Wednesday, June 26, 2013

Why I Hate Moving, Part 1 (Plus Some More Bad English Toddler T-shirts)

Seven moves in thirteen years and you're bound to misplace a few things. Big things: a pearl necklace, immigration papers. Small things: the play you wrote in college, your first passport.

Actually, we kept track of our stuff pretty well until that last big move, the move seven weeks after Pink P's birth, eleven weeks after we put the house on the market, and five weeks after we sold it. The move where some of our stuff went into storage, some of it went to my parents', and the rest of it crammed into seven suitcases and made the trip across the Pacific to Japan. 

Before that, we had a house and file cabinets, and a pretty good idea of where we'd come from and where we were headed. But, when we decided to sell the house (to move to Tokyo for my dissertation research), we became nomads, not sure where we'd end up.

Essentially, we've been living out of suitcases (albeit disguised as cheap rentals, bad furniture, and a file system relying heavily on cardboard boxes and plastic drawers) for the last six years. So, this summer marks the first time since 2006 that we know where we will be for two consecutive years. In other words, the time has finally come for us to try try to get our sh** together.

It's not as easy as it sounds. 

First, there are the books. I'm a professor (which means I basically collects books for a living) married to a bibliophile. We have tons of books. Literally. Since transport companies charge by weight, we like to move our books ourselves. When we drove up to close on our new house we took about 1200 pounds of books with us, and those 1200 pounds represent only a fraction of the books that need to be moved. Nothing good comes from schlepping books all over the world. And, yet, I feel compelled to schlep them. (Incidentally, I'm pretty sure this is how you figure out whether you should pursue a career in academia. If you feel compelled to carry heavy books wherever you go, then this may be the life for you.) Many of these books have made every single move with me. Others were acquired along the way. For this move,  between fifty and sixty boxes of book will make the journey first from my current office, then to our old house, then to our new house, and finally to my new office. If there was an easier way to do this, believe me, I'd do it.

Next, there is the small island worth of stuff still stuck in storage at my parents' house. The island, which is the size of five pallets and once reached the ceiling, is made up of all the things we couldn't take with us to Japan (and didn't want to pay to store) back in early 2008. Theoretically, if we haven't needed it for the past 5 years, we probably don't need it in our new house. But, we can't just let it sit there, either.  So, yesterday, I loaded up Stow and we drove the 80 minutes to my parents' house so I could go through it.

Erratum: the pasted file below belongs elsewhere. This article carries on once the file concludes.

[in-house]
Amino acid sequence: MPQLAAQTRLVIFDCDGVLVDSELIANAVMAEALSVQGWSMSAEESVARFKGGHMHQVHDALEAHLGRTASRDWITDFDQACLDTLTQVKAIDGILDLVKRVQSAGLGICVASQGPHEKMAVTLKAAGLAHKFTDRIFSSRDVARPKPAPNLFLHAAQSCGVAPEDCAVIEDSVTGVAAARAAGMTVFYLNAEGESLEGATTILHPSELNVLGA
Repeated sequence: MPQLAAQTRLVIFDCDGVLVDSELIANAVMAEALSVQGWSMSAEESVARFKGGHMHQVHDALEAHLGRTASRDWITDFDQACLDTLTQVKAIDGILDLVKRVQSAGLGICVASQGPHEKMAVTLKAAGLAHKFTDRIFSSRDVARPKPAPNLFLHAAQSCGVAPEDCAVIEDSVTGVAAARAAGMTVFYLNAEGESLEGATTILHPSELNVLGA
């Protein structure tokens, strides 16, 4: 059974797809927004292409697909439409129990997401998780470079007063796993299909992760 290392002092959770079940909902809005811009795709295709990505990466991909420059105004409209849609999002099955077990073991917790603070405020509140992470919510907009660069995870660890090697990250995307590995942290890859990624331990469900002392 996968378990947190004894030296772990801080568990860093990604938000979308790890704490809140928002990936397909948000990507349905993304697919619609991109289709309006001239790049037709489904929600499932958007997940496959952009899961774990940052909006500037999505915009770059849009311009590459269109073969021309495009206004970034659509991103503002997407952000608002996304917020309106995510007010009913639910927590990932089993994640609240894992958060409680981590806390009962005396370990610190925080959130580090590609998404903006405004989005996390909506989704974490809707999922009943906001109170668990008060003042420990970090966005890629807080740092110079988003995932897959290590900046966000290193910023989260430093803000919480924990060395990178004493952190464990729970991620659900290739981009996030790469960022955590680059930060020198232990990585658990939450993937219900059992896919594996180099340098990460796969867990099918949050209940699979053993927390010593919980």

Stow bubbled with excitement, and when we finally pulled into their driveway, he exclaimed, "Yay! Sissy! Ganma!" (Sissy=Grandma and Ganma=Grandpa. Totally obvious, right?) While Stow played with Sissy and Ganma, I dug worked my way through the pile. Good thing I did because I found our long-lost Halloween decorations, the koi nobori I got back when I was an ALT, and the mysterious missing tub of Sky's old toddler clothes. The good news? I'm not crazy. There really was another tub of clothes. And also? I found 5 more awesome Japanese t-shirts. The bad news? Stow has already outgrown half of it.  And also, oh my gosh, how much shopping I did for that first child!

All the stuff that doesn't fit Stow.
While I was at it, I also tried to get through the closetful of stuff I'd left when I went off to to get married. I'm pretty sure I don't need the old Beta tape of my favorite television shows from junior high. Also think I can go on without the copies of my grad school applications or xerox copies of every single reading from my Master's program. I also managed to get rid of two boxes of books I'll never read again, my financial records from 1997-2001, a high school creative writing journal (shudder), and all the material I collected for my post-college job search (I graduated in 1994, so I think it was time). I didn't manage to purge myself of any of the following, however: every post-high school paper I've ever written, ten bookshelves of my favorite novels, four old license plates, or every t-shirt I've ever bought. In the end, after six hours of work, I left only a couple of boxes on the pallets in the storage room and stuff in just half of the closet. One of these trips, I'm hoping to make it back with our wedding china, which went into my closet the day after our wedding and has been there ever since.

A girl can dream, can't she?


The shirts:

Sometimes the hyphen really matters.

Existential guilt from a toddler tee.

If existential guilt isn't your thing, how about some good old unintentional sexist nationalism (complete with a misplaced apostrophe)?

Sorry, even the big doe-like eyes can't make this guy cute.



Denise said...

I love the bulldozer shirt. That's hilarious.

When visiting my in-laws in Japan, I like to stop by Jusco, mostly to fill my cart with Japanese snacks and candies. :) But I usually walk around the clothing sections, too. The "English" on the outfits usually either amuses or baffles me. Love it.

Mom on the Edge said...

I <3 JUSCO. One of the best places ever for cheap, funny kids' clothes.